Bone Marrow Registry Drive at Exley

Come register your bone marrow to help leukemia victims, this Sunday. No blood samples will be taken, just cheek swabs, and students of color are particularly encouraged to attend:

On any given day, approximately 6000 people afflicted with leukemia search the National Marrow Donation Program Registry for donors. At present, there is a serious lack of people of color in the National Registry, and race has a lot to do with finding a potential marrow match.

In an attempt to help diversify the registry, Wesleyan University’s South Asian Students Association, Shakti, in partnership with SAMAR, is organizing a bone marrow registry this Sunday.

All entries will be added to the National Registry, regardless of citizenship status. Registering will involve filling out a few forms and doing a cheek swab, there will be no blood samples taken at this time.

This event is open to all students, but we particularly encourage students of color to attend.
Please come down and show your support!

If you have any questions, please feel free to contact Aaliya Zaveri ’09 at azaveri@wes

Date: Sunday, April 5th
Time: 11am to 4pm
Place: Woodhead Lounge in Exley Science Center

14 thoughts on “Bone Marrow Registry Drive at Exley

  1. Anonymous

    Um, obviously black and white are biologically different, because we have different skin pigments (among other things, apparently, like bone marrow). This doesn’t mean we need to be treated differently in society, but we can still recognize that we are biologically different.

    In fact, it would be *more* impressive for us to say “okay, blacks and whites are biologically different, but we treat each other equally” than to just say “no, we’re all the same”. We shouldn’t need to tell ourselves that we’re biologically the same in order to justify treating each other equally.

    Perhaps it is a construct that there is such a distinct division between the races, but race in general certainly does exist.

  2. Anonymous

    Um, obviously black and white are biologically different, because we have different skin pigments (among other things, apparently, like bone marrow). This doesn’t mean we need to be treated differently in society, but we can still recognize that we are biologically different.

    In fact, it would be *more* impressive for us to say “okay, blacks and whites are biologically different, but we treat each other equally” than to just say “no, we’re all the same”. We shouldn’t need to tell ourselves that we’re biologically the same in order to justify treating each other equally.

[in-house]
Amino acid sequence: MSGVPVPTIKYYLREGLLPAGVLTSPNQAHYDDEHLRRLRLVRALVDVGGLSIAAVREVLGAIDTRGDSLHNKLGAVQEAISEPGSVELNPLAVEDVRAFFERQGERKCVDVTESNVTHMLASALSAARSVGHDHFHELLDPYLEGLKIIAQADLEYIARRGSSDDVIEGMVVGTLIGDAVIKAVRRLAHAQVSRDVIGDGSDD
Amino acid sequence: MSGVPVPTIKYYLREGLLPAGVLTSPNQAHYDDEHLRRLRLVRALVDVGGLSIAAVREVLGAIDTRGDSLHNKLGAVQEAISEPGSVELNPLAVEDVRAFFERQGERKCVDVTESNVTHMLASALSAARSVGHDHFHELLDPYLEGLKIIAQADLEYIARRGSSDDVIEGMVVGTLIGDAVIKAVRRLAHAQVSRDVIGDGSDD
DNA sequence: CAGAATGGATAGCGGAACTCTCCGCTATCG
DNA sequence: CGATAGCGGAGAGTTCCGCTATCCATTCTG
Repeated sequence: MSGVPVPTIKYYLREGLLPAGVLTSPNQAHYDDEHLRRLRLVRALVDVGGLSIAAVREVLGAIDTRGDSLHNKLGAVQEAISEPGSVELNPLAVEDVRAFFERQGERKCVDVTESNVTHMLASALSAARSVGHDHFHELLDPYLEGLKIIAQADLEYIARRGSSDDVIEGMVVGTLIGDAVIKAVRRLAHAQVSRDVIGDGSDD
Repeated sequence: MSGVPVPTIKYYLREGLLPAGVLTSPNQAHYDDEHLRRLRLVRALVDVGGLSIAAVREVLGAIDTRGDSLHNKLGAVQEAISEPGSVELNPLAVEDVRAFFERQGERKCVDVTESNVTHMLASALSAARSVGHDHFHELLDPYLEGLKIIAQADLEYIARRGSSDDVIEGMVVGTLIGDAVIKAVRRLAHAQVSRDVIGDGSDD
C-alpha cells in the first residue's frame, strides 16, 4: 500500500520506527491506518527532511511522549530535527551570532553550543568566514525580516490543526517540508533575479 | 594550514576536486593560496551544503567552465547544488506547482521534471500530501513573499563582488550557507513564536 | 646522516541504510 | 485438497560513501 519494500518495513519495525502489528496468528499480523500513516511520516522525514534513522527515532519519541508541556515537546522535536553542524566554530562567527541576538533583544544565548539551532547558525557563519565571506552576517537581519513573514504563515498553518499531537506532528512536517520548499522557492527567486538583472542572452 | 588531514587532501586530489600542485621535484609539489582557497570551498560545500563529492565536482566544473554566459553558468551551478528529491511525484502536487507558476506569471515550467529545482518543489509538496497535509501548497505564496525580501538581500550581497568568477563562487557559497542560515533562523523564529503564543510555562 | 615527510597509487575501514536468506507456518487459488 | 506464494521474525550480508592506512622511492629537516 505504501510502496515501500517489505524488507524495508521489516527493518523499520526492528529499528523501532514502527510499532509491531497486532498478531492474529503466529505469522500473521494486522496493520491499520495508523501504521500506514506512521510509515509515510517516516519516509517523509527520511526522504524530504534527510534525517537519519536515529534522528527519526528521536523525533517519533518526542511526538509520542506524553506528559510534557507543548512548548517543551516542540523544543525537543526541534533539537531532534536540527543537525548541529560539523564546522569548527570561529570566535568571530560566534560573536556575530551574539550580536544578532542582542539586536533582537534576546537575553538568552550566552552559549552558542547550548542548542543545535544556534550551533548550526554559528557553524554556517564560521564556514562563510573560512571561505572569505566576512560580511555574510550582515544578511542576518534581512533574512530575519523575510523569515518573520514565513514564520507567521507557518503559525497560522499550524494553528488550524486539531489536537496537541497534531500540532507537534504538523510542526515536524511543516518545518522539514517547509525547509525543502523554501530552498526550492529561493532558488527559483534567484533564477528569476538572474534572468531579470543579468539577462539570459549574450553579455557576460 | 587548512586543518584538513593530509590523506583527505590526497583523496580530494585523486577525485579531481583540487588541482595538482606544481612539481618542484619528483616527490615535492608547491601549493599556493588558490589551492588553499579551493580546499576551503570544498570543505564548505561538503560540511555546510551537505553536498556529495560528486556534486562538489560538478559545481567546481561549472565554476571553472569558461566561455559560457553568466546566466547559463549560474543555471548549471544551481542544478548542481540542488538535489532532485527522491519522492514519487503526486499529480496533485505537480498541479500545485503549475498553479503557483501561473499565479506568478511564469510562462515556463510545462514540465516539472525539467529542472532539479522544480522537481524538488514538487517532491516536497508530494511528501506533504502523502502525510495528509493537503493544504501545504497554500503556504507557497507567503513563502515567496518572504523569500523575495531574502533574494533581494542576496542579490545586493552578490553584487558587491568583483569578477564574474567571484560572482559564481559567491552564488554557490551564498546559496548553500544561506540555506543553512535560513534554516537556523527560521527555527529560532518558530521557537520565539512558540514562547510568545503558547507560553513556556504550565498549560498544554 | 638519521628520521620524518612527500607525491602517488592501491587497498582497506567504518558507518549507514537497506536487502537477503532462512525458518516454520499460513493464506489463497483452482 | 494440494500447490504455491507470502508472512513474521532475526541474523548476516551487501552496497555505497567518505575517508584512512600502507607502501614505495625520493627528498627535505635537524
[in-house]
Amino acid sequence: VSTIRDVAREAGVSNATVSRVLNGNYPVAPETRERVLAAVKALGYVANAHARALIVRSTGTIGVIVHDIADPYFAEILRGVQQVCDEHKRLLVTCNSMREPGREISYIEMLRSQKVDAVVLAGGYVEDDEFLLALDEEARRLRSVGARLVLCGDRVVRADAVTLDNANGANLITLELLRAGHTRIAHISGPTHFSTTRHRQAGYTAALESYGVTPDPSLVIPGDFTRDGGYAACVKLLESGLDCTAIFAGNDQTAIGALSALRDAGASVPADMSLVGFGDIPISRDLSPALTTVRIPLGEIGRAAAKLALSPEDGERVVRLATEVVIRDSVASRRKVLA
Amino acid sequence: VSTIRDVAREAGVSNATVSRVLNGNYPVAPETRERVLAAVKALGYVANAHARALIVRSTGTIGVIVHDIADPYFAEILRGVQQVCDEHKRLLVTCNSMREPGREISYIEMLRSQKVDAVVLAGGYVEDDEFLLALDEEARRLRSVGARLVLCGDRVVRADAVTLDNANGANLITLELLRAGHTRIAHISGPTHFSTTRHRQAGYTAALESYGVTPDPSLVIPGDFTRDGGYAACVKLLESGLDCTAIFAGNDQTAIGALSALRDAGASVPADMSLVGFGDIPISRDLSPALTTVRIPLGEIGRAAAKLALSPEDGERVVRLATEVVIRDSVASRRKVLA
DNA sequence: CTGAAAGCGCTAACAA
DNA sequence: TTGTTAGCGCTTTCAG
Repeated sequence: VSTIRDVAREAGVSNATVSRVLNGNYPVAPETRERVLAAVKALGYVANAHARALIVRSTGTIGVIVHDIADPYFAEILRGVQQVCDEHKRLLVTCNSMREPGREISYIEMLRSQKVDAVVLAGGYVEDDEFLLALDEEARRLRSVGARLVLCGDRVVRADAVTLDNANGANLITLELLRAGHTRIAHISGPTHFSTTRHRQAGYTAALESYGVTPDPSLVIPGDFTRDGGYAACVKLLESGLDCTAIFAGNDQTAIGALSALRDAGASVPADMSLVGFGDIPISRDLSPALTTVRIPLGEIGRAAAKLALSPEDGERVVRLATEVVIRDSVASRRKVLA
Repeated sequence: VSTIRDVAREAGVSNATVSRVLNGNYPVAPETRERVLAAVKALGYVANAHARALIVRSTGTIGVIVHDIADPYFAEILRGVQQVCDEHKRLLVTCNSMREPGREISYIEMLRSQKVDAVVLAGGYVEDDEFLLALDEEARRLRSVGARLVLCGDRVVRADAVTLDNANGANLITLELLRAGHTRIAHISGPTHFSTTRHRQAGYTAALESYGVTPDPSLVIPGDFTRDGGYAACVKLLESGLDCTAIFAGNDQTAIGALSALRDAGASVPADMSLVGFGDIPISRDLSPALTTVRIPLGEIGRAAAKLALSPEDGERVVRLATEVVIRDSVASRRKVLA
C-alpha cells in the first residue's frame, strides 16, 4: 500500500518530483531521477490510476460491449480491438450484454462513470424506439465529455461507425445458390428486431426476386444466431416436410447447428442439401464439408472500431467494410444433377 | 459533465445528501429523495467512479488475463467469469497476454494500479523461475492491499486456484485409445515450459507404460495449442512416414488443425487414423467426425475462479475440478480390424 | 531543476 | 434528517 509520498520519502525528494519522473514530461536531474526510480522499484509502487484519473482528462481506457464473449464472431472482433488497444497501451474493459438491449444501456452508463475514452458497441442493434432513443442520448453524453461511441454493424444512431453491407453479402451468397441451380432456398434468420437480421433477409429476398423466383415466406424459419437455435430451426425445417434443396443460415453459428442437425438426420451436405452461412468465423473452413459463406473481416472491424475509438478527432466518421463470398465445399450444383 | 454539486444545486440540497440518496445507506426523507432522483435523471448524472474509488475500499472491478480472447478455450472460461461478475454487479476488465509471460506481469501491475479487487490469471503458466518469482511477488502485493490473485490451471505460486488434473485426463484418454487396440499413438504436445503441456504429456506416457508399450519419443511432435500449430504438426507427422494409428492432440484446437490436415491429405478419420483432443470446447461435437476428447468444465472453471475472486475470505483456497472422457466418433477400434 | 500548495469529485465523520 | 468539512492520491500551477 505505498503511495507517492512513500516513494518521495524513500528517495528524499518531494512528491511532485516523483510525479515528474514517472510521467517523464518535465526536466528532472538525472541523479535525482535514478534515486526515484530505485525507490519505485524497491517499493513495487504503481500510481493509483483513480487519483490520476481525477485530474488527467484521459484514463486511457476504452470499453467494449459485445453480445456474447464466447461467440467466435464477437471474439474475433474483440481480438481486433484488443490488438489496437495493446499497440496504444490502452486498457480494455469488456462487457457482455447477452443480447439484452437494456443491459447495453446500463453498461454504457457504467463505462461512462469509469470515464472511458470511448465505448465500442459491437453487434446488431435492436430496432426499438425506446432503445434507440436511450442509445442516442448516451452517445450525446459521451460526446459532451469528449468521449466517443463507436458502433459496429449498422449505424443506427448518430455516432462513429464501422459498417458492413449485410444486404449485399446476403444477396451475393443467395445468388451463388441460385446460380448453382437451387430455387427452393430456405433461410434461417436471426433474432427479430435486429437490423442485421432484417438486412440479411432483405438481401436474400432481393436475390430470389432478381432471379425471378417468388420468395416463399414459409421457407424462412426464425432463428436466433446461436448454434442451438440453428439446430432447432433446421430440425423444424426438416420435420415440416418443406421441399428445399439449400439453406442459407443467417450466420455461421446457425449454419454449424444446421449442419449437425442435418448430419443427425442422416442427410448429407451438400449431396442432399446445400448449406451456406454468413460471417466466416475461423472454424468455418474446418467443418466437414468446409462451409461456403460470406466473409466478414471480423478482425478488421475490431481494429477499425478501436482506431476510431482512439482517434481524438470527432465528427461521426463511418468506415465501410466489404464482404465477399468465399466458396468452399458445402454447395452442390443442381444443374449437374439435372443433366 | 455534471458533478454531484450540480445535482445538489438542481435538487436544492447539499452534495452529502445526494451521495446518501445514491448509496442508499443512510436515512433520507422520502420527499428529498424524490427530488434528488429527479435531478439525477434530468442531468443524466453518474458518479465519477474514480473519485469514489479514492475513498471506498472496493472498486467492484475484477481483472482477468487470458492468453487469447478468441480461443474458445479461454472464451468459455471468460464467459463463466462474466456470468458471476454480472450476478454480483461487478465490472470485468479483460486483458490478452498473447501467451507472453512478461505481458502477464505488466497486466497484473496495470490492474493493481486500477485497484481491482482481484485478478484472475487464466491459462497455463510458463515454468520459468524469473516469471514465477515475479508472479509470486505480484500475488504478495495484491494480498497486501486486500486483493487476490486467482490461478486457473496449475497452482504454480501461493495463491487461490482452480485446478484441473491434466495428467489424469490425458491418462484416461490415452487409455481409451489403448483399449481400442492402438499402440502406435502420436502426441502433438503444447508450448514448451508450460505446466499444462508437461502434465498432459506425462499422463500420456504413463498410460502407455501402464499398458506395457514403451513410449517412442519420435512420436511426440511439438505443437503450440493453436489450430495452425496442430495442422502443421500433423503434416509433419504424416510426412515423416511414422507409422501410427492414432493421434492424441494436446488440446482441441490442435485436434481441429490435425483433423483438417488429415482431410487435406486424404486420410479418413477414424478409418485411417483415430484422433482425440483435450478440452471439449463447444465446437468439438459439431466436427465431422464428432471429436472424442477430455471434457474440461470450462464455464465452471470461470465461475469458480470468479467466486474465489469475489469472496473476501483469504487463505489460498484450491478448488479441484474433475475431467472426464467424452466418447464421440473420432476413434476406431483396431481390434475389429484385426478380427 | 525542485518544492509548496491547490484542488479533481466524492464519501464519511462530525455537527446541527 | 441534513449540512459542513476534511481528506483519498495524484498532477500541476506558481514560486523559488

Perhaps it is a construct that there is such a distinct division between the races, but race in general certainly does exist.

  3. Anonymous

    Like it or not, lots of biological processes are determined by ethnicity. Race isn’t necessarily socially constructed; it can also function as a very good screening tool to determine risk for various diseases as well as the possibility of matching a particular donor. If you’re biracial, then either a “black” or a “white” donor might match your antibodies. But if all your folks came from Korea, let’s say, then your best chance of finding a matching blood marrow donor is to find a whole group of nice generous Korean Americans. This has nothing to do with social constructs.

  4. Anonymous

    Like it or not, lots of biological processes are determined by ethnicity. Race isn’t necessarily socially constructed; it can also function as a very good screening tool to determine risk for various diseases as well as the possibility of matching a particular donor. If you’re biracial, then either a “black” or a “white” donor might match your antibodies. But if all your folks came from Korea, let’s say, then your best chance of finding a matching blood marrow donor is to find a whole group of nice generous Korean Americans. This has nothing to do with social constructs.

  5. anon

    I don’t see what’s hard to understand.

    It turns out that if you give black people the bone marrow from white people, they usually die of graft-versus-host, whereas if you give them bone marrow from black people they usually don’t. Here “black” and “white” refer to the color of their skin.

  6. anon

    I don’t see what’s hard to understand.

    It turns out that if you give black people the bone marrow from white people, they usually die of graft-versus-host, whereas if you give them bone marrow from black people they usually don’t. Here “black” and “white” refer to the color of their skin.

Comments are closed.